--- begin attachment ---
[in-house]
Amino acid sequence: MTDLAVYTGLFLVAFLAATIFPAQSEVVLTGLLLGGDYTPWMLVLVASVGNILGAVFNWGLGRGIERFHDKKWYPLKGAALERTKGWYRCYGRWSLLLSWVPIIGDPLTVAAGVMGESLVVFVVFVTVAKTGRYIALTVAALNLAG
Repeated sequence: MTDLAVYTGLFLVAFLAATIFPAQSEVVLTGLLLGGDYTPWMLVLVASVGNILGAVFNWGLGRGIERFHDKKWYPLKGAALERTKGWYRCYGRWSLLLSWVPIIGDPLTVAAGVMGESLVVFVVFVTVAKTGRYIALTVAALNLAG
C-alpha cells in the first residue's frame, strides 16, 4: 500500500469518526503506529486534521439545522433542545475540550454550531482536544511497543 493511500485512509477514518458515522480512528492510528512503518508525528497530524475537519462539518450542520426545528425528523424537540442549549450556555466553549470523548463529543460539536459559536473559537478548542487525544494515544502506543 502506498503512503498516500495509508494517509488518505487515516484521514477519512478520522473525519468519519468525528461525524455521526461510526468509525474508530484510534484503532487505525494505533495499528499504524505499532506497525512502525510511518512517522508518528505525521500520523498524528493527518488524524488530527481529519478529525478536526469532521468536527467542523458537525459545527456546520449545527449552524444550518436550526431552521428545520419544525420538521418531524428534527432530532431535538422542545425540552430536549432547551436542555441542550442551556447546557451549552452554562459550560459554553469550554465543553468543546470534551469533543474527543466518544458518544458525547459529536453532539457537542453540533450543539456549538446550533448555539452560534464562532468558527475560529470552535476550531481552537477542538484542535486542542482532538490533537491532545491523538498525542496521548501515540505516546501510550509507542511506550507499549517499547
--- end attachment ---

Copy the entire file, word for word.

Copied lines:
[in-house]
Amino acid sequence: MTDLAVYTGLFLVAFLAATIFPAQSEVVLTGLLLGGDYTPWMLVLVASVGNILGAVFNWGLGRGIERFHDKKWYPLKGAALERTKGWYRCYGRWSLLLSWVPIIGDPLTVAAGVMGESLVVFVVFVTVAKTGRYIALTVAALNLAG
Repeated sequence: MTDLAVYTGLFLVAFLAATIFPAQSEVVLTGLLLGGDYTPWMLVLVASVGNILGAVFNWGLGRGIERFHDKKWYPLKGAALERTKGWYRCYGRWSLLLSWVPIIGDPLTVAAGVMGESLVVFVVFVTVAKTGRYIALTVAALNLAG
C-alpha cells in the first residue's frame, strides 16, 4: 500500500469518526503506529486534521439545522433542545475540550454550531482536544511497543 493511500485512509477514518458515522480512528492510528512503518508525528497530524475537519462539518450542520426545528425528523424537540442549549450556555466553549470523548463529543460539536459559536473559537478548542487525544494515544502506543 502506498503512503498516500495509508494517509488518505487515516484521514477519512478520522473525519468519519468525528461525524455521526461510526468509525474508530484510534484503532487505525494505533495499528499504524505499532506497525512502525510511518512517522508518528505525521500520523498524528493527518488524524488530527481529519478529525478536526469532521468536527467542523458537525459545527456546520449545527449552524444550518436550526431552521428545520419544525420538521418531524428534527432530532431535538422542545425540552430536549432547551436542555441542550442551556447546557451549552452554562459550560459554553469550554465543553468543546470534551469533543474527543466518544458518544458525547459529536453532539457537542453540533450543539456549538446550533448555539452560534464562532468558527475560529470552535476550531481552537477542538484542535486542542482532538490533537491532545491523538498525542496521548501515540505516546501510550509507542511506550507499549517499547